4 Mar 1851: Ruben Allen and Rebecca, his wife, sold to John Kerlin, mill, etc., which had been conveyed to Ruben Allen by his father, Aaron Allen, September 1835, see Deed Book OO, page 302. Deed Book 2 page 250
1 Mar 1856: John Kerlin and Lydia Catharine, his wife, sold it to Levi Rinker. Deed Book 3, page 461
24 Apr 1879: Levi Rinker sold it to Caleb A. Rinker, property including "Rinkerton Woolen Factory". Deed Book 198, page 294
6 Sep 1900: In Chancery Cause of E.D. Newman, Special Commissioner vs. C.A. Rinker, P.S.U. Rinker became the purchaser. Deed Book 66, page 68
6 Oct 1906: E.D. Newman, Special Commissioner and said P.S.U. Rinker and Effie A., his wife, sold it to Mary Alberta Hopewell.
10 May 1922: Mary Alberta Hopewell and Samuel Hopewell, her husband, et al, sold it to Isaac S. Landis and Mary E., his wife, mill lying south of tenter (sic) of turnpike. Isaac S. Landis owned it in 1937.
The Rinkerton Woolen Mill is an oblong two and one half story frame structure with a metal hipped roof and no chimneys. There are fourteen windows with eighteen 8x10 panes. The entrance is a large board door.
There are two large rooms with ten or ten and one half foot ceilings. The stairway is plain and narrow with triangular steps on the turn in the first flight and a landing on the second. There is a plain cellar, walled in with stone. Four panel double cross doors are at the entrance, with the other doors being pine doors. Wide boards of various widths make up the floors. The rafters are hand hewn and put together with large wooden pins.Historical Significance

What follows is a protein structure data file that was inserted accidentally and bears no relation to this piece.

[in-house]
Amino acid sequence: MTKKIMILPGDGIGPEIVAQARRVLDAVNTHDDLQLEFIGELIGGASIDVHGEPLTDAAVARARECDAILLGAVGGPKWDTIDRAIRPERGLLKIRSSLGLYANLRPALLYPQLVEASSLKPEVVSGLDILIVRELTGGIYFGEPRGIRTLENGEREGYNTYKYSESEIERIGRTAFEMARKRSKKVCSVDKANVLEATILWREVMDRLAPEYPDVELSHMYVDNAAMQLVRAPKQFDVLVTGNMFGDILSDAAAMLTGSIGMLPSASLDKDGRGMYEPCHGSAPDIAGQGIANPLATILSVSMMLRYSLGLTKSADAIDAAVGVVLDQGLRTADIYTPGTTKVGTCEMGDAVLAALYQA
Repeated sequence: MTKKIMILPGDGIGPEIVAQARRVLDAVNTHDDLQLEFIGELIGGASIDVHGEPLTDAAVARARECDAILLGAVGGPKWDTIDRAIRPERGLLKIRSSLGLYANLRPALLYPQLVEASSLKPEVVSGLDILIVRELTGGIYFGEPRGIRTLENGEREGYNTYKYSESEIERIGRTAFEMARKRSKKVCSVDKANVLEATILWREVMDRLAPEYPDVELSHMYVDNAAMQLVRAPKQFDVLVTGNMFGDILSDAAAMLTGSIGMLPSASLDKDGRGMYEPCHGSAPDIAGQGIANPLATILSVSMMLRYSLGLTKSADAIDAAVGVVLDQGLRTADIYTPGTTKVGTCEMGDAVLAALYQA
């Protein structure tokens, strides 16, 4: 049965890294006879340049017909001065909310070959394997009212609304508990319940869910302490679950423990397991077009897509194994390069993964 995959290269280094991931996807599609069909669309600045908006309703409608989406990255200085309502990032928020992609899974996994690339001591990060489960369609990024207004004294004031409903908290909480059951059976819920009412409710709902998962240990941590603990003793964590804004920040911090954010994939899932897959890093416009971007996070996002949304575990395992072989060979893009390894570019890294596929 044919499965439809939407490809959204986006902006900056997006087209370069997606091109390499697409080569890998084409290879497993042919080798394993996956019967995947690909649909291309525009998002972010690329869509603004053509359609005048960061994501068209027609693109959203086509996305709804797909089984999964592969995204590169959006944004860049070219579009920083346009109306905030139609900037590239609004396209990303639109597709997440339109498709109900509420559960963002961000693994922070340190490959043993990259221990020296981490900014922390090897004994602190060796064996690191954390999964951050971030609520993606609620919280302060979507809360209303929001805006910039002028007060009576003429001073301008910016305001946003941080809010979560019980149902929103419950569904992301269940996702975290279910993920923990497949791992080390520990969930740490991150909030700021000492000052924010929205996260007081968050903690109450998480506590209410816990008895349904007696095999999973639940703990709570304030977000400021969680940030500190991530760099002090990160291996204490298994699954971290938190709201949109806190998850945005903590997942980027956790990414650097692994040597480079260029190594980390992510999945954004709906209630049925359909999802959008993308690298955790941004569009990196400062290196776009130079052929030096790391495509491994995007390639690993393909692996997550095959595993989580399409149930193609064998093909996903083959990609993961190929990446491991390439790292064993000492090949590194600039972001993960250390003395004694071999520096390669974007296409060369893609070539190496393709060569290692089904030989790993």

Old Mr. Crawford ran the mill awhile, and a man by the name of Patty ran it during the Civil War. The soldiers were going to burn the mill, but did not, as it was exempted property.
There are a few faded records on the walls of dates shipments were sent to Baltimore. The building is in excellent shape (in 1937) and is used during the apple season to make barrels in.
The old log house across the road has been remodeled and added to until the original design has been lost entirely. However, the old doors and locks have been retained, except the outside doors.
There is a large fireplace which covers nearly a whole side of what was a kitchen. The room also has a small fireplace in it. All doors and windows are framed and moulded. Some doors are made of two boards, others more. Some have two long panels in them. The house originally had only four rooms.
Source: Virginia W.P.A. Historical Inventory Project, 1937
Return to Shenandoah County VAGenWeb